I also got started by reading financial blogs and some non-complicated financial books. Get Rich Slowly, Wise Bread, Free Money Finance, Money Saving Mom, are all good blogs to check out. Your Money or Your Life, The Millionaire Next Door, and The Total Money Makeover are some good books. I haven’t read Suze Orman’s books but a lot of people like them too.

    Good luck!

  3. Erin says:

    Thank you Erin H.! This is why I love Manic Mommies. And women names Erin. ;)
    I am totally inspired!

  4. Erin says:

    *named Erin

    (I need a spelling expert too.)

  5. Laura says:

    Just wanted to say thanks so much for this post. My hubby and I have tried to do things the “right” way with a formal will and estate plan, retirement accounts, life insurance, etc., but I’ve always wanted to find a financial planner that would really help with the PLANNING part. Reading this just reaffirmed my own instinct and that I need/want to follow through with it.

    Thanks for sharing!! Really!!! You guys are the best.

  6. Erin says:

    @Erins and @Laura

    Thanks for the feedback. I hesitated to write this post but I figured if I’m dealing with these issues, others probably are as well. After we left the meeting they wanted us to do a survey on how we feel about risk and investments and said we should each fill out our own form. When we sat down to do it, I looked at Mike’s answers because I wasn’t sure how I felt about many of the questions. That’s when I realized I really do need to pay more attention to this stuff.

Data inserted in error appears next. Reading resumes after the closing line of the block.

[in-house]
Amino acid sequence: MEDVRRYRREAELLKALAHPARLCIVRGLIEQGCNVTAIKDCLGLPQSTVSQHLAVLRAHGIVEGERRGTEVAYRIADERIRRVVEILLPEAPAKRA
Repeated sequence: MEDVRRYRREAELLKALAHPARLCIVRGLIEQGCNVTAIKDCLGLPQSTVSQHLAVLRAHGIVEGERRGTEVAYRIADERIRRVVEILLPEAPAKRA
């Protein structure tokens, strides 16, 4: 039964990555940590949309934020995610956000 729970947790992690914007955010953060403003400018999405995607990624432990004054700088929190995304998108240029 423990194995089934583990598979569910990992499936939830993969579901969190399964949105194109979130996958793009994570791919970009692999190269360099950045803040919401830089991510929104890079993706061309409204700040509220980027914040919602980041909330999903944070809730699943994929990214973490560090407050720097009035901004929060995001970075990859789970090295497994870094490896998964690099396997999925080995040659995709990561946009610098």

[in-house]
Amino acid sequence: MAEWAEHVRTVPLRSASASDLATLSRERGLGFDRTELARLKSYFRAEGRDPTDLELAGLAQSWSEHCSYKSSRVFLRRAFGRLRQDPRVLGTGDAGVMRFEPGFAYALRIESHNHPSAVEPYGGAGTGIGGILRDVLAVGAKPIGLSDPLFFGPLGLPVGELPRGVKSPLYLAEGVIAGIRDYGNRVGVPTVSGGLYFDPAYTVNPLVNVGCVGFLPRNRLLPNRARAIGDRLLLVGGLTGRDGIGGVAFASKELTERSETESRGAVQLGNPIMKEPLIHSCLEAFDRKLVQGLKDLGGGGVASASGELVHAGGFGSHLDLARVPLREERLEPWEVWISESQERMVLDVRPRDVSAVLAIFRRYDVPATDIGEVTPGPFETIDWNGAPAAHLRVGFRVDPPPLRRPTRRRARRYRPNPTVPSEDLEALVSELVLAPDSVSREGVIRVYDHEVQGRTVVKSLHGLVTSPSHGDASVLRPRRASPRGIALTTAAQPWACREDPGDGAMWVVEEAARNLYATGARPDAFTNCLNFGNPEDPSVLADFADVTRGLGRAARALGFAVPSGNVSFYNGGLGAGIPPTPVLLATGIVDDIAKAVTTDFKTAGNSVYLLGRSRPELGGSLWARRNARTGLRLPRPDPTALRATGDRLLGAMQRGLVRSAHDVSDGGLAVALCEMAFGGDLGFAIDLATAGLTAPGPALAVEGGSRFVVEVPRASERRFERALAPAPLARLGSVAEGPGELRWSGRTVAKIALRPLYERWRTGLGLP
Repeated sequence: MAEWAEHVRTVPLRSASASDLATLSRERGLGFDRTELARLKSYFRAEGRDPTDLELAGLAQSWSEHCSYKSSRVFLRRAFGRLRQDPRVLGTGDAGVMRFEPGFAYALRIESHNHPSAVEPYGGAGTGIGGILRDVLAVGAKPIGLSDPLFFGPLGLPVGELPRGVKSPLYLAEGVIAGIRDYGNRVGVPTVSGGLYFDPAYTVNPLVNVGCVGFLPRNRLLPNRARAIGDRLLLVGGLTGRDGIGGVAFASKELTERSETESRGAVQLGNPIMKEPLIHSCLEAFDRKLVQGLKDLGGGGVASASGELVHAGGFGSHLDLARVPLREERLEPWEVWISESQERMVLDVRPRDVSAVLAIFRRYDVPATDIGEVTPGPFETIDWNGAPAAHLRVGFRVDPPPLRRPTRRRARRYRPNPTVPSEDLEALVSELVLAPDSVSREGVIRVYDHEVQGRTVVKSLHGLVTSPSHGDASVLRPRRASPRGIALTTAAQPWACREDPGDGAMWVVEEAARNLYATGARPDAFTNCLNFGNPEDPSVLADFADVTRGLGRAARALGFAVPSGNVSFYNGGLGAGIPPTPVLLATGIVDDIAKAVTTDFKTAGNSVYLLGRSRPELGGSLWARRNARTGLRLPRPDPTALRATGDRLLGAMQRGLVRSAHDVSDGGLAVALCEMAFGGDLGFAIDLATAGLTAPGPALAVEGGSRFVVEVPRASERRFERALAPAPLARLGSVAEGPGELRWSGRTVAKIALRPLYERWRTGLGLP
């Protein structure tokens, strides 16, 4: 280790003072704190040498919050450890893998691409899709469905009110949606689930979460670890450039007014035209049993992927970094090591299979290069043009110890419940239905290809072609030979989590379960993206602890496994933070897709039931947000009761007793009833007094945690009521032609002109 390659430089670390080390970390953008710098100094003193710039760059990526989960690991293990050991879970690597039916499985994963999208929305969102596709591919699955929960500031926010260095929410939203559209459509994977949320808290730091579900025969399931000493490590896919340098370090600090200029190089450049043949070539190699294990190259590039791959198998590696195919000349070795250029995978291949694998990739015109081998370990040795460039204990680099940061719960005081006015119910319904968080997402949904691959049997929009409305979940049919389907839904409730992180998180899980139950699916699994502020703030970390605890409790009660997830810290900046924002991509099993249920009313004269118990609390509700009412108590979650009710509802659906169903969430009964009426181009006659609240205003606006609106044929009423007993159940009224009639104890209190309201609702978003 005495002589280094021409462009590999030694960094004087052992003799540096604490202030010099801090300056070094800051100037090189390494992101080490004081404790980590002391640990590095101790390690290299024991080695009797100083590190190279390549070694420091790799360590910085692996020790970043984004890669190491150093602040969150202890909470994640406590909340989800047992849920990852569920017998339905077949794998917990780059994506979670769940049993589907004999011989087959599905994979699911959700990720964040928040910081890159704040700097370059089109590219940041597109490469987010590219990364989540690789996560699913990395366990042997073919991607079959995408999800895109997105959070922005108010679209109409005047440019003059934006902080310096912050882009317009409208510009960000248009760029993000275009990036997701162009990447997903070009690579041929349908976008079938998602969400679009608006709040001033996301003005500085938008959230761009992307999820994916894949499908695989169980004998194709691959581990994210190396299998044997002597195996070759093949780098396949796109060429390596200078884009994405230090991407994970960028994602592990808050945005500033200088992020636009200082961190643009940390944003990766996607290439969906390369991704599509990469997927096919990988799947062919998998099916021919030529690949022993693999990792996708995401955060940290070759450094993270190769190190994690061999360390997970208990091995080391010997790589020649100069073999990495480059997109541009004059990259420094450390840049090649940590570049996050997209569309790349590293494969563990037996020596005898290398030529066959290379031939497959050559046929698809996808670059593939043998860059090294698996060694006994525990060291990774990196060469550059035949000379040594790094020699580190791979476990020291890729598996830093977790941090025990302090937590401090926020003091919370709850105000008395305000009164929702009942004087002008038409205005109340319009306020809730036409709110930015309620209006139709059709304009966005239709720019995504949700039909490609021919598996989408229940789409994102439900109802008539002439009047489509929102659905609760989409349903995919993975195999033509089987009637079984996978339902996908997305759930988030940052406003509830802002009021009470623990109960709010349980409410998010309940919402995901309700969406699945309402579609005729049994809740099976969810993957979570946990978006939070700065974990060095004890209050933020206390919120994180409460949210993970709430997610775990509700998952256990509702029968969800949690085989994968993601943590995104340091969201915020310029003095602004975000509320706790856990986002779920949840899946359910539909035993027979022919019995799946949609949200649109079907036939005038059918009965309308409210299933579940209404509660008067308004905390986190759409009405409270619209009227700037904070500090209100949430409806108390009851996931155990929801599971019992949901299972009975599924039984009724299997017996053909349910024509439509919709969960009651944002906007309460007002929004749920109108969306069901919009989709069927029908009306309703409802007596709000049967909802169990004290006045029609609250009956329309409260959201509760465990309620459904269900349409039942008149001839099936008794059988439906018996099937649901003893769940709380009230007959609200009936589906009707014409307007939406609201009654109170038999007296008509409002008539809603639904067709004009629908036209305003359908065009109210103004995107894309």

7. Susan says:

    The first time my husband and I did this I cried at our kitchen table over the amount of debt we had ( we were about to get married). 4 years later we have everything paid off except our house, which is on track to be paid off in 18 months. We have a ” finance committee” mtg about every 3-4 months over a beer or in the car on our way somewhere. It’s been a great springboard for conversation about $ really. Thanks for posting such a scary topic, Erin!

  8. DT says:

    We have a good pulse about our financial investments and were always suspicious about financial advisers. How do we make sure they are advising us to do what is good for us as appose to investing in the financial vehicles that they represent? Are there independent advisers out there that can look at ALL the options in the market and give a good objective advice?

  9. Kristin says:

    “Putting on her banker hat…” That’s a great question!

    The good news is that there are advisers that you can work with to develop the plan, but not to implement it. You will have to pay for the service, but that may allow you to feel more comfortable that they are being objective. You can also hire an adviser that is “fee-only” meaning they are paid either a flat-fee or an hourly rate for their work. According to a Forbes article ( http://www.forbes.com/sites/williampbarrett/2011/09/08/how-to-pick-a-financial-advisor/ ) this means that “No part of the compensation is based on where investments are made, meaning the planner/advisor acts solely in your best interest. It’s the highest form of help–and usually the most expensive.”

    As for finding the right person. Start by asking your friends. In fact, I have to ask Erin who she used to work with around here because I know she and Mike trusted that person. You can also look to the web site for “Certified Financial Planner Board of Standards” to find someone. Then, check out this list (again from Forbes) about how to interview and make your final selection.
    http://www.forbes.com/pictures/mjf45eige/finding-good-help/

    Hope that helps!